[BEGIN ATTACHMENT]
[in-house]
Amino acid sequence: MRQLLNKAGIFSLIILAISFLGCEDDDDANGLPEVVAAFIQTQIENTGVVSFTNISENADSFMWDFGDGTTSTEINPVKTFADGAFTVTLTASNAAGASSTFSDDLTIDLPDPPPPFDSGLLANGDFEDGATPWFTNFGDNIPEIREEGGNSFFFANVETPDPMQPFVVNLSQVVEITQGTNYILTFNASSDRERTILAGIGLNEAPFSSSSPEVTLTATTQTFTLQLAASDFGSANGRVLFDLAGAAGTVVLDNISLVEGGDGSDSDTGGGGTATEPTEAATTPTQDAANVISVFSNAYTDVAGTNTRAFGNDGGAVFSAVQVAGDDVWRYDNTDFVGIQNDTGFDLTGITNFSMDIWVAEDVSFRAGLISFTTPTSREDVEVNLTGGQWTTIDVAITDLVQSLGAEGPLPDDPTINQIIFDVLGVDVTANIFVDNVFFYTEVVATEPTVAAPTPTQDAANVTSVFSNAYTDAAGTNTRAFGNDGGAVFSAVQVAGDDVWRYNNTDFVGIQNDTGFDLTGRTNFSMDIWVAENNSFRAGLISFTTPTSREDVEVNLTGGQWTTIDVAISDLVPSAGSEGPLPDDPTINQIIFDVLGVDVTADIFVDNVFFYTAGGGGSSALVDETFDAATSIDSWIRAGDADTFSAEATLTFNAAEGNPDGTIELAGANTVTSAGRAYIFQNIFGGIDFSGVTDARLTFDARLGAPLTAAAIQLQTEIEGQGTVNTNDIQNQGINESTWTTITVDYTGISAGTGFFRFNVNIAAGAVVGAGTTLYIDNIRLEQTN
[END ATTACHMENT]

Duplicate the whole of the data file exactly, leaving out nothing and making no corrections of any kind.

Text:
[in-house]
Amino acid sequence: MRQLLNKAGIFSLIILAISFLGCEDDDDANGLPEVVAAFIQTQIENTGVVSFTNISENADSFMWDFGDGTTSTEINPVKTFADGAFTVTLTASNAAGASSTFSDDLTIDLPDPPPPFDSGLLANGDFEDGATPWFTNFGDNIPEIREEGGNSFFFANVETPDPMQPFVVNLSQVVEITQGTNYILTFNASSDRERTILAGIGLNEAPFSSSSPEVTLTATTQTFTLQLAASDFGSANGRVLFDLAGAAGTVVLDNISLVEGGDGSDSDTGGGGTATEPTEAATTPTQDAANVISVFSNAYTDVAGTNTRAFGNDGGAVFSAVQVAGDDVWRYDNTDFVGIQNDTGFDLTGITNFSMDIWVAEDVSFRAGLISFTTPTSREDVEVNLTGGQWTTIDVAITDLVQSLGAEGPLPDDPTINQIIFDVLGVDVTANIFVDNVFFYTEVVATEPTVAAPTPTQDAANVTSVFSNAYTDAAGTNTRAFGNDGGAVFSAVQVAGDDVWRYNNTDFVGIQNDTGFDLTGRTNFSMDIWVAENNSFRAGLISFTTPTSREDVEVNLTGGQWTTIDVAISDLVPSAGSEGPLPDDPTINQIIFDVLGVDVTADIFVDNVFFYTAGGGGSSALVDETFDAATSIDSWIRAGDADTFSAEATLTFNAAEGNPDGTIELAGANTVTSAGRAYIFQNIFGGIDFSGVTDARLTFDARLGAPLTAAAIQLQTEIEGQGTVNTNDIQNQGINESTWTTITVDYTGISAGTGFFRFNVNIAAGAVVGAGTTLYIDNIRLEQTN